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Rental property management: Yes or no?
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Hiring it out
If you do opt to hire a property manager, you need to understand what they will and won't do for you. Typically, a rental property manager performs such tasks as:

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  • advertising vacancies
  • screening and placing tenants
  • collecting security deposits, rents and late fees
  • facilitating standard upkeep, such as trash collection and lawn maintenance
  • facilitating repairs, such as backed-up toilets
  • preparing units for rental after a tenant moves out
  • renewing leases
  • handling complaints about tenants (noise, unsupervised children, etc.)
  • filing appropriate paperwork for evictions
  • preparing reports on income and expenses for the owner.
  • Some property managers will make the mortgage payment as well, says Marc Banner, 2005 president of the National Association of Residential Property Managers.

    If you know a good plumber or electrician, you can ask the property manager to call your person first when work needs to be done, Banner says. You can also ask the manager to use your screening process and lease if you have one. They might decline because it's easier to manage standardized processes, but it's worth asking.

    One thing a management company won't do is take over your liability. You're ultimately responsible for whatever happens on the property. Banner won't manage a unit that's not properly insured and unless his contract releases him from responsibility for pretty much anything except willful misconduct. He also asks his owners to add his company on their liability coverage.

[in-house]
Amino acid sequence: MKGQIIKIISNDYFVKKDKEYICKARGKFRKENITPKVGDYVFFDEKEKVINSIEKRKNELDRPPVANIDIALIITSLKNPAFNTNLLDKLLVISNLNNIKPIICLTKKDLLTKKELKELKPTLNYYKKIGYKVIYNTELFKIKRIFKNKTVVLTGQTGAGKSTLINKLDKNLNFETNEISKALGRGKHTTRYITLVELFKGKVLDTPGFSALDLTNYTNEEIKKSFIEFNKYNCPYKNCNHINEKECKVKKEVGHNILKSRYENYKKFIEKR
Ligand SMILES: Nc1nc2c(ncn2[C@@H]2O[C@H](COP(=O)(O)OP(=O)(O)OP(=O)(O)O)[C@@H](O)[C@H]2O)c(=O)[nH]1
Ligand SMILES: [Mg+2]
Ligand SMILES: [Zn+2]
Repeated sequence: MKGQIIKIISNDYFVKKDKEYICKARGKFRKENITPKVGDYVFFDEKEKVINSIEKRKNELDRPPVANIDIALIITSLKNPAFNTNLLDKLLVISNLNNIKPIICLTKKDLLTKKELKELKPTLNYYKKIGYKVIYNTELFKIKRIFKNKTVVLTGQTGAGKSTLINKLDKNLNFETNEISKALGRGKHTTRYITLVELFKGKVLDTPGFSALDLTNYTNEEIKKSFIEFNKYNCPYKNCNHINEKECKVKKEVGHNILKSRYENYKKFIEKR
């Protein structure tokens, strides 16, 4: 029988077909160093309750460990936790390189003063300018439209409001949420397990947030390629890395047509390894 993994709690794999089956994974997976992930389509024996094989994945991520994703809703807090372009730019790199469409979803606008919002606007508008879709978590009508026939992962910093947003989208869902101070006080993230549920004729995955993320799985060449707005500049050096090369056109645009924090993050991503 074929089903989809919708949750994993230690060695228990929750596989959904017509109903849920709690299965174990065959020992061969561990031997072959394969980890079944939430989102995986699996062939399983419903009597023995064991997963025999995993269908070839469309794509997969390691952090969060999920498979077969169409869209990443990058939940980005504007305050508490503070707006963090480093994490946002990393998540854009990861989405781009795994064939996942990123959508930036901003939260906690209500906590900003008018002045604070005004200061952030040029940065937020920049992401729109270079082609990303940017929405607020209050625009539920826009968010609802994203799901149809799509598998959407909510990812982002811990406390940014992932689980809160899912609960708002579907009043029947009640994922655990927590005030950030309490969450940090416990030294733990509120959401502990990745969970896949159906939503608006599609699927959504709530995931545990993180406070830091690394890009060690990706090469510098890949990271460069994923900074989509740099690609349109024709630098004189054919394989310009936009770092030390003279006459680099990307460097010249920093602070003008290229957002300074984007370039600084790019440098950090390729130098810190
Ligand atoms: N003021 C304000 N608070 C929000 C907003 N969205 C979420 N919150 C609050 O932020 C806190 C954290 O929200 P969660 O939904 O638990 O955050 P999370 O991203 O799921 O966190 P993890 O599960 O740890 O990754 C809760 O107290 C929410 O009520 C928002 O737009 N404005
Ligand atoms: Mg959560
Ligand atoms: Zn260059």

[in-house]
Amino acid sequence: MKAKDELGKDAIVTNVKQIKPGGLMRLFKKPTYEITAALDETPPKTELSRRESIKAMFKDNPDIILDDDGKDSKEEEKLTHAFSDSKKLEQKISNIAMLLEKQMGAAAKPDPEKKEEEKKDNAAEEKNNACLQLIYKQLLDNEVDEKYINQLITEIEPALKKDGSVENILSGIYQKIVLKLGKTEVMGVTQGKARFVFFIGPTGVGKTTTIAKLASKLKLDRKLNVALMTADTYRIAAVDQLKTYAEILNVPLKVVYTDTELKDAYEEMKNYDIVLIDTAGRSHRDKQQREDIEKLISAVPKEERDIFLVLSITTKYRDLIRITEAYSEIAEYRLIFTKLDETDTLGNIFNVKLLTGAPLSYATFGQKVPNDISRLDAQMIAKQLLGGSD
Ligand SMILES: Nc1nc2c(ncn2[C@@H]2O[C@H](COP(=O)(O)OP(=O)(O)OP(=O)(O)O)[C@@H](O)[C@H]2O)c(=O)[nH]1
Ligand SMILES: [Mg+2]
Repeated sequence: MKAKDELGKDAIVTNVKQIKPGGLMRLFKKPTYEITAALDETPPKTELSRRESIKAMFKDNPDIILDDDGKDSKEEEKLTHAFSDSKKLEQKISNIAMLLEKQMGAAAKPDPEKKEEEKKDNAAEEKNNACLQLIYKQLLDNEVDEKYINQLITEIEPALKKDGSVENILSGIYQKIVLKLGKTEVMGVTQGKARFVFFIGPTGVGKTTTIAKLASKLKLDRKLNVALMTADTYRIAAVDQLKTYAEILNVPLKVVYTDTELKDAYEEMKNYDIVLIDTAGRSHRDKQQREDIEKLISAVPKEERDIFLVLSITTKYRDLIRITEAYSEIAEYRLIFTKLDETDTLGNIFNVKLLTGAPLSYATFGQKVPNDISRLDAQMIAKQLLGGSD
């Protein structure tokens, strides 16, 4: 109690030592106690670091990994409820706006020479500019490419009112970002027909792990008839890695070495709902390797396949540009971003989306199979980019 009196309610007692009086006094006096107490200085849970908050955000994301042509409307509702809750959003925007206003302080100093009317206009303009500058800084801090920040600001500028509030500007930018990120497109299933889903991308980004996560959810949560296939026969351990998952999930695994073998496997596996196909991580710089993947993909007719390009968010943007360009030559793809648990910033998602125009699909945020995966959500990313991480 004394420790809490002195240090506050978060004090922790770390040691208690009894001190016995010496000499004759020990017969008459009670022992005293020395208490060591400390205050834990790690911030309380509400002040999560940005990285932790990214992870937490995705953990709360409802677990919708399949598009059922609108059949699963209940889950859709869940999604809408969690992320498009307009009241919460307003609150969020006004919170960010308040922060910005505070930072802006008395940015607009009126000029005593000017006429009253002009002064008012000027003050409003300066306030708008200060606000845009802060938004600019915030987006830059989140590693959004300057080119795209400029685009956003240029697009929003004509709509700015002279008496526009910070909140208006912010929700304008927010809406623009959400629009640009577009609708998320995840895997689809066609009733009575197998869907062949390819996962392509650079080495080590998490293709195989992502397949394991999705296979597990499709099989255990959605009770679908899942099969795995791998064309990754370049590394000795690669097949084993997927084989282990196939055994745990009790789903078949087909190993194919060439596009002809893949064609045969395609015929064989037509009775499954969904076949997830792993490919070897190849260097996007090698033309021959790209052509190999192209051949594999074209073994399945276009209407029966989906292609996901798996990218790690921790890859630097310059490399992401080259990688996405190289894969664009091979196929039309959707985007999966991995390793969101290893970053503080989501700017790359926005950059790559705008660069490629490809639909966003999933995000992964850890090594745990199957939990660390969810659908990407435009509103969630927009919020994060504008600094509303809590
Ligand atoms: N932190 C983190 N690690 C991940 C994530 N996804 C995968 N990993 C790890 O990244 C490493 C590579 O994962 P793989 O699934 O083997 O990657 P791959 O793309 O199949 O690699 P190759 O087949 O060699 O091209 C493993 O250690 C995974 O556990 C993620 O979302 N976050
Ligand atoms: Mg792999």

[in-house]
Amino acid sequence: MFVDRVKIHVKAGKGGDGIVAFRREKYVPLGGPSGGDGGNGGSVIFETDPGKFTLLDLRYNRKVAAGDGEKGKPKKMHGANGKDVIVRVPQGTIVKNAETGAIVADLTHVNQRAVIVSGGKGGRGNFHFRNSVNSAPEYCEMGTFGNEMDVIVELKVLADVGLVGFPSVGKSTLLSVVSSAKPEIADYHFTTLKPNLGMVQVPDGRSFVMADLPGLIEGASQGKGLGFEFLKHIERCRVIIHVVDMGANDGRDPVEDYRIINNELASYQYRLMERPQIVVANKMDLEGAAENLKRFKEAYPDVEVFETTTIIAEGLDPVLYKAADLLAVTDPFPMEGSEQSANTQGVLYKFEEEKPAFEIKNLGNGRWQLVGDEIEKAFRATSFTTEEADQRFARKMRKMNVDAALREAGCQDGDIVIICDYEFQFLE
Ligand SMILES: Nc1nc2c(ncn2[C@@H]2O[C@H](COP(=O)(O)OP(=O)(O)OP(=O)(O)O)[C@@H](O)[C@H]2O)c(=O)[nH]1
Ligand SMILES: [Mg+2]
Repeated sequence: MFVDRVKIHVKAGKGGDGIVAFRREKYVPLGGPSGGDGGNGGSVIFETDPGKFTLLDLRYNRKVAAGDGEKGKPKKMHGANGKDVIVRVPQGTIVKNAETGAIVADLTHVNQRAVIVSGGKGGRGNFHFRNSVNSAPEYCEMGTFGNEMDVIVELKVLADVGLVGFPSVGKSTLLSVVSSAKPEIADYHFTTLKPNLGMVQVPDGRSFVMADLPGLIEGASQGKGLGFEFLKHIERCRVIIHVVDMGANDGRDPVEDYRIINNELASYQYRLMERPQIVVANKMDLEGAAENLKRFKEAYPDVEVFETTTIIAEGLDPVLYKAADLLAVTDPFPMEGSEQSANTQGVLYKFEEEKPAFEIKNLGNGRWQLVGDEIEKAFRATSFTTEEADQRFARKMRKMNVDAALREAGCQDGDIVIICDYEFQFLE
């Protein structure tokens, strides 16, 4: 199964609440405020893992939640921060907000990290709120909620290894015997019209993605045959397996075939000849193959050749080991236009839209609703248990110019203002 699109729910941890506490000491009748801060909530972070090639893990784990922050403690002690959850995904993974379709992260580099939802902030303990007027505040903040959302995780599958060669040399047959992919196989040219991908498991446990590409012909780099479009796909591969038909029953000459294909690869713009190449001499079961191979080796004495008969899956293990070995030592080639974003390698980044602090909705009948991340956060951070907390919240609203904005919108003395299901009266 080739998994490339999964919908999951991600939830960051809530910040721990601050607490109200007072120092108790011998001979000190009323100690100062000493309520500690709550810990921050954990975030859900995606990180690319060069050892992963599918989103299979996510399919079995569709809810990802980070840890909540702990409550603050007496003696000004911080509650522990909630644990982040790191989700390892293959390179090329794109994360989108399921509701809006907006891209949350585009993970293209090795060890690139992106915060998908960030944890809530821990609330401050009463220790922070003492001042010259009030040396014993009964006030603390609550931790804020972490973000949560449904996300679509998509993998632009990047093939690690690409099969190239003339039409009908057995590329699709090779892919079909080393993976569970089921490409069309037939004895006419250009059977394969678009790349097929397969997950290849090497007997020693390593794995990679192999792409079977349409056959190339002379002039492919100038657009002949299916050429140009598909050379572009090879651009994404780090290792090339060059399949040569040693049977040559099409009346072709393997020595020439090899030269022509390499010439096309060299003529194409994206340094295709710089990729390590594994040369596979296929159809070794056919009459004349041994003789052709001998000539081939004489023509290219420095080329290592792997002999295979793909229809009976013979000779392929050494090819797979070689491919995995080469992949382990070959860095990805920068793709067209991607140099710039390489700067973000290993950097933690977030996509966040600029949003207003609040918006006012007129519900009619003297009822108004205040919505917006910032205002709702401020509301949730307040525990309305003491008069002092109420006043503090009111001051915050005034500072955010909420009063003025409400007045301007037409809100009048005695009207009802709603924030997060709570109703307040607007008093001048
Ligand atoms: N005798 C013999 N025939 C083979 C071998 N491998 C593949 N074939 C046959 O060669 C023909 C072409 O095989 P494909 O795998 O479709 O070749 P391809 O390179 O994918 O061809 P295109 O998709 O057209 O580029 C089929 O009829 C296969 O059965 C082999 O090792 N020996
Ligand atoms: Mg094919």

Taylor recommends that owners carry at least $300,000 in umbrella liability insurance. Talk to your homeowner's insurance agent about it.

    "You never want to use the management company as an excuse," Taylor says.

    Selective service
    You want to pay special attention to the tenant screening process, because it's the most critical activity a landlord performs. Not only do you have to be a bit of a detective to verify the information on the application, but you also need to make sure your process doesn't run afoul of the Fair Housing Act. You may think it's shameful for an unmarried couple to be living together, but their familial status can't factor into a decision to decline their rental application. Neither can a person's religion, race, color, nationality, gender or disability.

    You'll pay a hefty fee for a property manager to screen and place tenants; a charge of a month's rent is common and many property managers will put in the contract that they will be paid again if the tenant renews the lease. (All contracts are negotiable, of course, and veterans recommend crossing out that part.)

    Review their tenant application and their screening process. Make sure they're verifying the information the tenant provides and that they're doing credit checks. Taylor recommends retaining approval of all tenants.

     
     
    Next: "hiring a property manager shouldn't be taken lighty ..."
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